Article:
The Development Story

(Issues and Approaches)

Development in Cambodia was integrated from four aspects:

1. Training: teach Cambodian scientists to conduct and manage research as well as farmers in better practices for their fields.

2. Research: develop a program to conduct crop protection research for Cambodian rice.

3. Policy: assist the Government of Cambodia formulate policies that will support small farmers.

4. Extension: Communicate research results to the general public and apply research to identify opportunities for gains and help solve rice farmers’ problems.

In every phase of this development story, communication proved to be a vital part for it success. This is evident by the fact that just by Integrated Pest Management (IPM) alone, the non-chemical control of insects, there are various published materials for its dissemination of information and technology. Publications released are through 29 presentations, 11 AgNotes, 25 press releases and 71 CIAP Bulletin articles. The CIAP IPM Program has brought the general public information on the management of rice pests, the hazards of pesticide abuse, and forecasts of pest outbreaks.

Problems encountered are inevitable. For example, the identification of rice diseases by farmers is problematic. Both yellow and brown leaves are often called “red leaves” by Cambodian farmers. There are numerous causes of yellow leaves (e.g. water stress, nutrient deficiencies, tungro disease, nematodes, etc.) Because of this, constant communication with the grassroots level is important. Publications from the educated ones are just not enough, it is equally important to also hear the farmers, a two-way flow of communication.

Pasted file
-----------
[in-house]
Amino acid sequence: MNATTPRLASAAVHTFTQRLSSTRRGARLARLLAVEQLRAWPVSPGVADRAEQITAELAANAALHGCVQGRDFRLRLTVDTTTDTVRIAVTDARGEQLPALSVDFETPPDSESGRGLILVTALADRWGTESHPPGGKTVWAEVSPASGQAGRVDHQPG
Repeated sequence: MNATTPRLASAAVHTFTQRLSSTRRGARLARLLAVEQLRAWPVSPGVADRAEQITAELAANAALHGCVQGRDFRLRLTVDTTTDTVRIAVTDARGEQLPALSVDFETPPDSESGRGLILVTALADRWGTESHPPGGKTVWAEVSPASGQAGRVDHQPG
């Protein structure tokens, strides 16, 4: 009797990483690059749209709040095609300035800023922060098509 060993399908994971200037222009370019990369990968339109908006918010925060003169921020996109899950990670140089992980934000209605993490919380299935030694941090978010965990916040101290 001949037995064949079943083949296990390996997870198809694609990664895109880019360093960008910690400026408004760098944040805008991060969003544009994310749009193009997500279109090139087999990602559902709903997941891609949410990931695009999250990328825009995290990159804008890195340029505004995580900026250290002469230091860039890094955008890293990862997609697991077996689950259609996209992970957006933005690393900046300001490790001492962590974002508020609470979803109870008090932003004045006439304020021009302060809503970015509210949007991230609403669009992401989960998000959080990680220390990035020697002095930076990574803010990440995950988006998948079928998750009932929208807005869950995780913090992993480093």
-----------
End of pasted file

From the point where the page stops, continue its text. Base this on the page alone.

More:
Participatory theories of development communication take a full play in the success story of Cambodia. This meant the systematic utilization of communication channels and techniques to increase people's participation in development and to inform, motivate, and train rural populations mainly at the grassroots. It stresses that development communication needed to be human- rather than media-centered.

Communication means a process of creating and stimulating understanding as the basis for development rather than information transmission). Communication is the articulation of social relations among people. People should not be forced to adopt new practices no matter how beneficial they seem in the eyes of agencies and governments. Instead, people needed to be encouraged to participate rather than adopt new practices based on information.